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Makerere University gets Shs5.5b to support automated mobile microscopic diagnosis of malaria, cancer and tuberculosis

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Makerere University has received $1,500,000 (Shs5.5b) to support its Ocular project that is undertaking research on usage of Artificial Intelligence to enhance the diagnosis process of Malaria, Tuberculosis and Cervical Cancer in Uganda.

The Ocular Project was officially launched on September 13, 2023, by the Permanent Secretary, Ministry of Information and Communications Technology and National Guidance (MoICT & NG), Dr. Aminah Zawedde.

According to the Project Principal Investigator Dr. Rose Nakasi, The Ocular Project aims at building   a standardized point-of-care mobile microscopy for disease diagnosis with a specificity of up to 99%. The solution’s current focus is on malaria, tuberculosis and cervical cancer in Uganda.

Dr. Nakasi noted that the project team benched on the rampant challenges faced by the laboratory experts while undertaking diagnosis procedures.

“In our interaction with some experts from the health sector, we found out that it was indeed straining for health centres in Uganda to manage the escalating number of patients that seek for laboratory screening tests. In addition, the team noted that the country is also blessed with a few trained laboratory technicians to support the diagnosis process using the microscope,” she said.

“We therefore took advantage of the existing technologies such as the smartphone and the availability of at least a microscope in every health centre across the country to develop a 3D printable adaptor that was attached to an eye piece of the microscope. The 3D adapter was also slotted in the smartphone to capture images. With the capabilities of Artificial intelligence through computer vision, images can be processed and this directs the experts where the pathogens are,” she added.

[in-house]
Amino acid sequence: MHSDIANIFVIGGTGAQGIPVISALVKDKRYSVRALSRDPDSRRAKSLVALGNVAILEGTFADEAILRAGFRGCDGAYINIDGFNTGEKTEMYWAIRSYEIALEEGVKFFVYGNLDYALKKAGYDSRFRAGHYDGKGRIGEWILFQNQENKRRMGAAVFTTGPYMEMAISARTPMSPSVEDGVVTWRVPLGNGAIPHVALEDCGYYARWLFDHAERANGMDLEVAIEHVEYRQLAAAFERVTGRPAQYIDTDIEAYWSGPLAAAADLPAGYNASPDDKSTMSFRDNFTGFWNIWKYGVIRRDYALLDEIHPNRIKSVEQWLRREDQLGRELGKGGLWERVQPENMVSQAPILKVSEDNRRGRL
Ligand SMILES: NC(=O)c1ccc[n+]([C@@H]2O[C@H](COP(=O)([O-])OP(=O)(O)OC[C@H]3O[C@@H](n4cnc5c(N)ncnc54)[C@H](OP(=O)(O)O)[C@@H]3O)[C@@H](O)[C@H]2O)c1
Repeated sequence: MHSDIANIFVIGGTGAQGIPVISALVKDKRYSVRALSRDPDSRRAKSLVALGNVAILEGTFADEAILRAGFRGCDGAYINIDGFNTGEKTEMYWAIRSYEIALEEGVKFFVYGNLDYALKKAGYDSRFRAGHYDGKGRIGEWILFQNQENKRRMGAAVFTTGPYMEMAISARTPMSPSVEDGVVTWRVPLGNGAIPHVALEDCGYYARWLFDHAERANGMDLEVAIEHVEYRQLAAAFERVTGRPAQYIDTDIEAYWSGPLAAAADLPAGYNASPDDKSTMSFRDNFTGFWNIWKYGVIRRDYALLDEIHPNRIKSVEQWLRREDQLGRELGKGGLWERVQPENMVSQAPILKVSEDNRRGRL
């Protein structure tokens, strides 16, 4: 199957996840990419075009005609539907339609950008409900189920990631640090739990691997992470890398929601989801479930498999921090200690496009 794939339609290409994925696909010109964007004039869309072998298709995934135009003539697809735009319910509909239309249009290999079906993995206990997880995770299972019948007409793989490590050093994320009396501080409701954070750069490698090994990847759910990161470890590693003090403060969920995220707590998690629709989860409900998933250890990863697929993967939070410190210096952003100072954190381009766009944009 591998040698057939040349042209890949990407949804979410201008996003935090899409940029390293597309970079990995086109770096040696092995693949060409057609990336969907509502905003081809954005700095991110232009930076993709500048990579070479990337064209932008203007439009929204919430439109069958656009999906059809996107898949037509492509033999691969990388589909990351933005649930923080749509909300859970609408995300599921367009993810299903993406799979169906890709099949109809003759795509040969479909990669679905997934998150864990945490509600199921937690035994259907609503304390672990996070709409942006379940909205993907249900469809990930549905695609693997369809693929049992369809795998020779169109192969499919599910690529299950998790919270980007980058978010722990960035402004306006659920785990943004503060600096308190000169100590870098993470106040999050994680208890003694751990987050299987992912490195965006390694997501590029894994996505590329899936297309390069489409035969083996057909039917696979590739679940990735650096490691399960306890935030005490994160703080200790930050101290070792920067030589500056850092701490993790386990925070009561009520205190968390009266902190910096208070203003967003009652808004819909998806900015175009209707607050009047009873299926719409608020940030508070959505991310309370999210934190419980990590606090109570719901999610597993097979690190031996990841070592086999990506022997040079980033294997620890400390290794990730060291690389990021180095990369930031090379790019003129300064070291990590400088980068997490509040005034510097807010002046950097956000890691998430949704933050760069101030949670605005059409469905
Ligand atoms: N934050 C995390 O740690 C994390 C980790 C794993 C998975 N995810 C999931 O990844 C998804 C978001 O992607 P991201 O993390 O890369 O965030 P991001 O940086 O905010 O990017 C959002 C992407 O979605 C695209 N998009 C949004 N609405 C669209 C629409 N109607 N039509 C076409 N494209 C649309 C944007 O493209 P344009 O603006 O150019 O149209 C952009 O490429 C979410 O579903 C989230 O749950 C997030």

According to Dr. Nakasi, this process shortens the diagnosis process making it more accurate, quicker and easier to diagnose health conditions and potentially reducing screening time by over 80%. With the new funding support from Google therefore, Dr. Nakasi said that the project will seamlessly expand to other conditions such as sickle cell anaemia, intestinal parasites and be scaled up in different pilot hospitals in Uganda.

Dr. Aminah Zawedde, the permanent secretary of the ministry of ICT said the Ocular we are launching today is an innovation and with support, we can scale it up into a commercial product that can be used not only in Uganda but across the continent.

“This makes me appreciate the goodness of God and the fact that Makerere University is doing amazing things. It is hard to tell how good home is until you leave and then make a return,” she said.

Dr. Zawedde, commended Makerere University for the grounds and foundation it has given to different generations that have stood tall to support the development process of this country in different capacities. “Everyone would like to support research that is impactful and speaks to our problems as the community. Given the zeal that Rose Nakasi had during her studies, there is a need to celebrate her,” she said.

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